The taste of cats often seems incomprehensible to us: while certain foods are incredibly successful, some are not even deemed fit to be sniffed and others are only partially consumed by our demanding four-legged friends. We know that a cat’s perception of sweetness and bitterness is markedly different from that of a human, and a recent study published in PLOS One expands on this aspect by focusing on the genes responsible for this apparent ‘diffidence’.
Sustenance, pleasure or … alarm bells?
The strictly carnivorous cat uses its bitterness and sweetness taste perception to understand if it is facing danger – like a potentially poisonous food – or if it can safely enjoy the meal. This important ability, which a cat shares with herbivores, is due to the presence of genes that are connected to its bitter taste perception. Sweetness, on the other hand, indicates the presence of sugars that, as a source of energy, are of course welcome.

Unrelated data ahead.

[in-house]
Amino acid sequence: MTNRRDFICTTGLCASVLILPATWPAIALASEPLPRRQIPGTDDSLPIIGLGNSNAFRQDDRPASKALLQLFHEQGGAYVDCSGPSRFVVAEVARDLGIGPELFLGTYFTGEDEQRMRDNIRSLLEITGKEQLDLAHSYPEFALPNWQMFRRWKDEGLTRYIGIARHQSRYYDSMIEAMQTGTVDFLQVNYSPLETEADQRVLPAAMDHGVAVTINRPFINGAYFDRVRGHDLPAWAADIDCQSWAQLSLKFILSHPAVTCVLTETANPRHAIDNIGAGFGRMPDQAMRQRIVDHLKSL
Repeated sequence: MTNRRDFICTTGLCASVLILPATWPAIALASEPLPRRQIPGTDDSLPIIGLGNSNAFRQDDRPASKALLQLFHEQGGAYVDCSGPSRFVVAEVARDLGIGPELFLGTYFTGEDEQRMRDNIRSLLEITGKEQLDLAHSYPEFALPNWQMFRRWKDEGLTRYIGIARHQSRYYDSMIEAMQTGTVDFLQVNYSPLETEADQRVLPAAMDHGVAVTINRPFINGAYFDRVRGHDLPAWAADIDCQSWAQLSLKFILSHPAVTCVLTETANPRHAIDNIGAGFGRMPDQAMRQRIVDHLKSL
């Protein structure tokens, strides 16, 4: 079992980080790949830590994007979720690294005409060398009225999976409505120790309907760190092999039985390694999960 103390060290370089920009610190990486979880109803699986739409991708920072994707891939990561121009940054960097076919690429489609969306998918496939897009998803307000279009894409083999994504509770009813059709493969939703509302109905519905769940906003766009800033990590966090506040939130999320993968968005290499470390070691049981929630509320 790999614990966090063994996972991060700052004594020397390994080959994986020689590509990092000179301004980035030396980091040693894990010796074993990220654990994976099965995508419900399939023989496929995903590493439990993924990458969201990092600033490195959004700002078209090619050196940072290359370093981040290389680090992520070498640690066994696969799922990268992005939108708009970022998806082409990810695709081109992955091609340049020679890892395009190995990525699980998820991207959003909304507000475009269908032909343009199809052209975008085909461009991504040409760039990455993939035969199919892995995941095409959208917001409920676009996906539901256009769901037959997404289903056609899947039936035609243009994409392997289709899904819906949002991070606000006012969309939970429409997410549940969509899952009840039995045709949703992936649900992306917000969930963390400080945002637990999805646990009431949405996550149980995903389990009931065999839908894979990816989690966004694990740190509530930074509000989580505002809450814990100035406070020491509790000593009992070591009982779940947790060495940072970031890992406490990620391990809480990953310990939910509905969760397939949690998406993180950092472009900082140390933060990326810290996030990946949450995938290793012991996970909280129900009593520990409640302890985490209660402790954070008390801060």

However, the eating habits of our feline friends would lead us to believe that years of meat and fish consumption have ‘disabled’ this feature. In fact, by nature they do not consume plants – except catnip – which they often go crazy for – but geneticists at the Monell Chemical Senses Centre in Philadelphia say something different. In fact, 12 different genes for bitter taste in the feline genome have been identified. Added to this, laboratory tests show that cats react to the same bitter components present in plants and poisonous compounds that activate human receptors. For example, they are sensitive to denatonium benzoate, a very bitter substance that is added to detergents and cosmetics to prevent ingestion by children.
The taste perception of cats and dogs: the differences
The same study showed that dogs have similar ‘lifesaver receptors’ to cats: so why does a cat seem fussier? Scholars argue that feline receptors for bitterness also help them to identify early infection, an element they have in common with man but not with dogs.
In conclusion, a cat perceives bitter tastes in a more intense way than humans, meaning man is more akin to dogs in terms of taste. Dogs, in turn, are less sensitive to the unpleasant effects of bitterness: so who is fussy now?